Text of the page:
Lilly may be losing a husband but she's gaining a toy poodle. That could be seen as a win-win, since her new adopted pooch Aggie (named after Agatha Christie) is cute and adorable, and Lilly's dirty dog of a spouse is cheating on her with a blond bimboexcept for one problem: Albert Echosbys just been murdered, and Lilly is the number-one suspect.
With the cops barking up the wrong tree, it's a good thing her best friend Scarlett """"Dixie"""" Jefferson from Chattanooga, Tennessee, decided to take a break from the dog club circuit to pay a visit, along with her own prize pair of poodles. With help from Dixie, her defense attorney daughter, and a blue-eyed man in blue with a K-9 partner, Lilly is determined to collar the real killer. But when a second murder occurs, it's clear they're dealing with one sick puppy . . .
Read an Excerpt
"YOU TWO-TIMING LOW LIFE WEASEL!"
I'd always prided myself on being in control and maintaining my dignity, but I was on the verge of not only humiliating myself, but committing physical violence.
"Mom, calm down." Stephanie placed her arm around me and helped me back into my seat.
I glared at my soon-to-be ex-husband, thankful there was a large conference table in between us. He refused to make eye contact, looking everywhere but directly at me. The twenty-year-old home-wrecking hussy sitting next to him looked bored. The bleached-blond, heavily made-up twig was actually filing her fingernails.
I was shocked he'd had the nerve to bring the floozy he was leaving me for to the meeting with our lawyers to discuss divorce proceedings and the distribution of assets.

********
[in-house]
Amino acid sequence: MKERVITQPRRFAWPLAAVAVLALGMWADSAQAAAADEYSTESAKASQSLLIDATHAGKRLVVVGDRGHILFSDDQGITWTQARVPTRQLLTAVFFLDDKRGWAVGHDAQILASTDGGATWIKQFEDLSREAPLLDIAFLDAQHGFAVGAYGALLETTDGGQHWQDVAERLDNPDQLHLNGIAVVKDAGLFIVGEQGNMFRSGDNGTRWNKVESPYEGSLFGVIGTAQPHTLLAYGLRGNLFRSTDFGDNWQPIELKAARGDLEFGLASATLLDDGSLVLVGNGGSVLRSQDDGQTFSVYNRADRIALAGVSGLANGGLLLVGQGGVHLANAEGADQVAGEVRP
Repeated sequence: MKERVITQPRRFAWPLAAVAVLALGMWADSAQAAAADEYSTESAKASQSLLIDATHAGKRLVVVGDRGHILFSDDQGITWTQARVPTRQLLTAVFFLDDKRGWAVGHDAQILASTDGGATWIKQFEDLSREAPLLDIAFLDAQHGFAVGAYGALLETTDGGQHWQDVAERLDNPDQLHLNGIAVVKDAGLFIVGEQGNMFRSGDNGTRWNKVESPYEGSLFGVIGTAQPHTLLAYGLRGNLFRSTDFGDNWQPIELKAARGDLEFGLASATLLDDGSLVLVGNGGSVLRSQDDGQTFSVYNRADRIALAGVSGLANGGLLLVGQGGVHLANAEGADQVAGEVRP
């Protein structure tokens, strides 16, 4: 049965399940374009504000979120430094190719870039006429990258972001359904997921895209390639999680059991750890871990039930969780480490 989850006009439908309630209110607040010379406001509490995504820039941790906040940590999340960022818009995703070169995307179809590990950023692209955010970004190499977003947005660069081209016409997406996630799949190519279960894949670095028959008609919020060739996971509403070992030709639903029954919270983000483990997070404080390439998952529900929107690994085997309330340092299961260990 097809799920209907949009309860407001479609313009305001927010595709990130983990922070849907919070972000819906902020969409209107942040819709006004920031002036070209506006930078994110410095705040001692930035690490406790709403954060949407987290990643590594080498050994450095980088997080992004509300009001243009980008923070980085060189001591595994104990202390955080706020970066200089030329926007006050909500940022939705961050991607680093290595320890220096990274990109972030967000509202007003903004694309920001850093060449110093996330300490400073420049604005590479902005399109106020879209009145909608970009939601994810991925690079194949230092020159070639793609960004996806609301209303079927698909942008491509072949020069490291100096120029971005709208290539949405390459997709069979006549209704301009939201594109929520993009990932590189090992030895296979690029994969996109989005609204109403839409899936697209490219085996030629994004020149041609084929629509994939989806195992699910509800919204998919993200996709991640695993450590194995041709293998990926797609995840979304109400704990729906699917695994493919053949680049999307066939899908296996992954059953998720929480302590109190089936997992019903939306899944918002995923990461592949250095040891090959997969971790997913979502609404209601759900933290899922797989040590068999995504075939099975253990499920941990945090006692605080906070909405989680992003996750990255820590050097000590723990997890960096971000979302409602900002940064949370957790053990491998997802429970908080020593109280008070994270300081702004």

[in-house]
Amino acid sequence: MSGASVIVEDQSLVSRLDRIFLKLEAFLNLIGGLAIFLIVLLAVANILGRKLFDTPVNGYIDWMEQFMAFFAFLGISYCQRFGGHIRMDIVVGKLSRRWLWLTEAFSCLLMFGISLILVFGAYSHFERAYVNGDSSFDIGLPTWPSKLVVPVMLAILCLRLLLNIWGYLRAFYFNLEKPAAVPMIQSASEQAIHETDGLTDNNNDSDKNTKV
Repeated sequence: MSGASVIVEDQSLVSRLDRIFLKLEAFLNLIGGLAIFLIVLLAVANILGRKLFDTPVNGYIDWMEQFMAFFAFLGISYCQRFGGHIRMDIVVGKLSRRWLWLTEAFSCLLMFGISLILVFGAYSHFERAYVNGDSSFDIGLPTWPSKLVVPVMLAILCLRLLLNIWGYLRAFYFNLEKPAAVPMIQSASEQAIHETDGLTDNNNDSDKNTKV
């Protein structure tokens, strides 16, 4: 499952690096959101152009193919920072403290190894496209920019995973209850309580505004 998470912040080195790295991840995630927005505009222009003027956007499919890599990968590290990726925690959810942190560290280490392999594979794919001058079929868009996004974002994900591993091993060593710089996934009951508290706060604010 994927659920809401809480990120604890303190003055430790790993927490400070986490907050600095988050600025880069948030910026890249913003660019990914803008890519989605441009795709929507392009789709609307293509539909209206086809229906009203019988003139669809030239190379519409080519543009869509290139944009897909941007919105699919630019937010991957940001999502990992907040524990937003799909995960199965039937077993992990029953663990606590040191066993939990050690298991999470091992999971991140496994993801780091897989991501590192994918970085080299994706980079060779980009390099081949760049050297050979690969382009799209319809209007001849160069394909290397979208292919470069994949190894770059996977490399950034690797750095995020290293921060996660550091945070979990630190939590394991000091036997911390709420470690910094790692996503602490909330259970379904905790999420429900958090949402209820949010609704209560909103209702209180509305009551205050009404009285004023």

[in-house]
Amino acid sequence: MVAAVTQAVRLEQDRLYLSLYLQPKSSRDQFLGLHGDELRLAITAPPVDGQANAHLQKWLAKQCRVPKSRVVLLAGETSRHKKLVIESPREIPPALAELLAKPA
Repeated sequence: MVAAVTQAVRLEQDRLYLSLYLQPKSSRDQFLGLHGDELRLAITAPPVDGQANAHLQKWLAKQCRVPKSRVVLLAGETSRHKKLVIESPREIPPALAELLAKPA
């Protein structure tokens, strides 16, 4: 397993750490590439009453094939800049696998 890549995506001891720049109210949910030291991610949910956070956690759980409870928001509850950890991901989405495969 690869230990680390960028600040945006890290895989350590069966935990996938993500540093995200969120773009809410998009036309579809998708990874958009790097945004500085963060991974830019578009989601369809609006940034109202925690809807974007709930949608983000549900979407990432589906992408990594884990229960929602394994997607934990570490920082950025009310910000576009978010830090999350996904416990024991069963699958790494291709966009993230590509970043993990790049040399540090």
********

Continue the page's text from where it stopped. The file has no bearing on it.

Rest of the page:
Less than five minutes ago I was on the verge of tears. My marriage of twenty-five years was ending. That was until Albert walked in with his lawyer and his super-slim girlfriend, who happened to be younger than our children. I shouldn't have been surprised. Even though he'd said he still loved me, I knew there was someone else. Wives always knew. When he started working out, dyeing his hair, and spending lots of late nights at his car lot, I should have known. He said he needed something new. Turned out the "something new" was a twenty-year-old dancer who was younger than both of our children.
Little Miss Home-Wrecker stopped filing her nails and smacking her gum long enough to yawn, and that set me off again.
"Are we boring you?"
She looked at me with a snide curl to her lip and a shrug of her shoulders, and before I knew what came over me, I was halfway across the table with my hands wrapped around her throat. It took three people to pry my hands off her scrawny little neck.
"You're crazy," she croaked.
"I am crazy, you little bimbo."
She backed up to the door. "I'll be in the 'Vette." She marched toward the door. "And the name is Bambi." She turned and left.
The white-hot rage that propelled me across the table subsided, and I allowed myself to be placed in my seat.
Albert stood in place, torn between his current wife, who was all but frothing at the mouth, and his girlfriend, who'd just walked out. He made his choice when he turned and walked out.